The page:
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An evaluation of the distribution and abundance of Common Ravens at Joshua Tree National Park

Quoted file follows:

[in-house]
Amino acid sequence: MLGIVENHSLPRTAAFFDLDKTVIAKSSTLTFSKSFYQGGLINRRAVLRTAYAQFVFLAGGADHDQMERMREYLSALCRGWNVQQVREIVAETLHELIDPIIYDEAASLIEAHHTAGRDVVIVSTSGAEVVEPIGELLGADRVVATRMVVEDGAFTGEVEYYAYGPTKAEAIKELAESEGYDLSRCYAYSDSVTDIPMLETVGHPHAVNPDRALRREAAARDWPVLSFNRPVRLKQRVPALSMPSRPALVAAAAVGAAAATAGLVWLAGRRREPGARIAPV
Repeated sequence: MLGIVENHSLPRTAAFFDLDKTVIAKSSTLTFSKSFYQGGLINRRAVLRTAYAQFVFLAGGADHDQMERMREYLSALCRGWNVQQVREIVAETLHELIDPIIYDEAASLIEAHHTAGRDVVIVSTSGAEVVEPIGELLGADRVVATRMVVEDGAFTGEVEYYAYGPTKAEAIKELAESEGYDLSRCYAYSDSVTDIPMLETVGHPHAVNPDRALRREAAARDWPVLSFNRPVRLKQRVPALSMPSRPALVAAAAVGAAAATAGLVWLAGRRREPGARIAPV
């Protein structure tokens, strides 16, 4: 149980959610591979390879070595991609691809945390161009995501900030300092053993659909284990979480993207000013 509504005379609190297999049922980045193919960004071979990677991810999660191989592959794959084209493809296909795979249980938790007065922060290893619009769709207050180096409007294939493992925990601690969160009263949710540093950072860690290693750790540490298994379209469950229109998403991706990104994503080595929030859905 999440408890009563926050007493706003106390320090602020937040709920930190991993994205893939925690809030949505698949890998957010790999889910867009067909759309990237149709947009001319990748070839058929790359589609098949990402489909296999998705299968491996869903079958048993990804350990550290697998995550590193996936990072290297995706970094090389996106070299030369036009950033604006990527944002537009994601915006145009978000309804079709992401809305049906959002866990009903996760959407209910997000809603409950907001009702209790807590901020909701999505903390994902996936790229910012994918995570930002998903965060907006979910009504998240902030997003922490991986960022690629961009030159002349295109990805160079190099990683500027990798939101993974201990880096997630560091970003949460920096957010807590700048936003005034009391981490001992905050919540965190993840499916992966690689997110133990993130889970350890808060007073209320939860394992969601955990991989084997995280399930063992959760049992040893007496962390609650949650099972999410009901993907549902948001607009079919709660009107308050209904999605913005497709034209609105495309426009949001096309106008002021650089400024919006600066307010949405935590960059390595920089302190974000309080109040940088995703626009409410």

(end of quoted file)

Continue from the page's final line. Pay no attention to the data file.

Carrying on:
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We located and evaluated data from the past 100 years to assess the historical and contemporary abundance and distribution of Common Ravens (Corvus corax) at and near Joshua Tree National Park in southern California. We found evidence to support the hypothesis that numbers and distribution of this species have increased in the park in the last 50 years. Increases in raven numbers pose a potential threat to populations of Desert Tortoise (Gopherus agassizii), as juvenile tortoises are known prey of the Common Raven. We obtained additional data that support the hypotheses that raven densities may be higher in the Mojave Desert than the Colorado Desert, and that densities appear to be lower in regions with few roads. Some of the largest concentration areas for ravens are found at landfills in the Mojave Desert.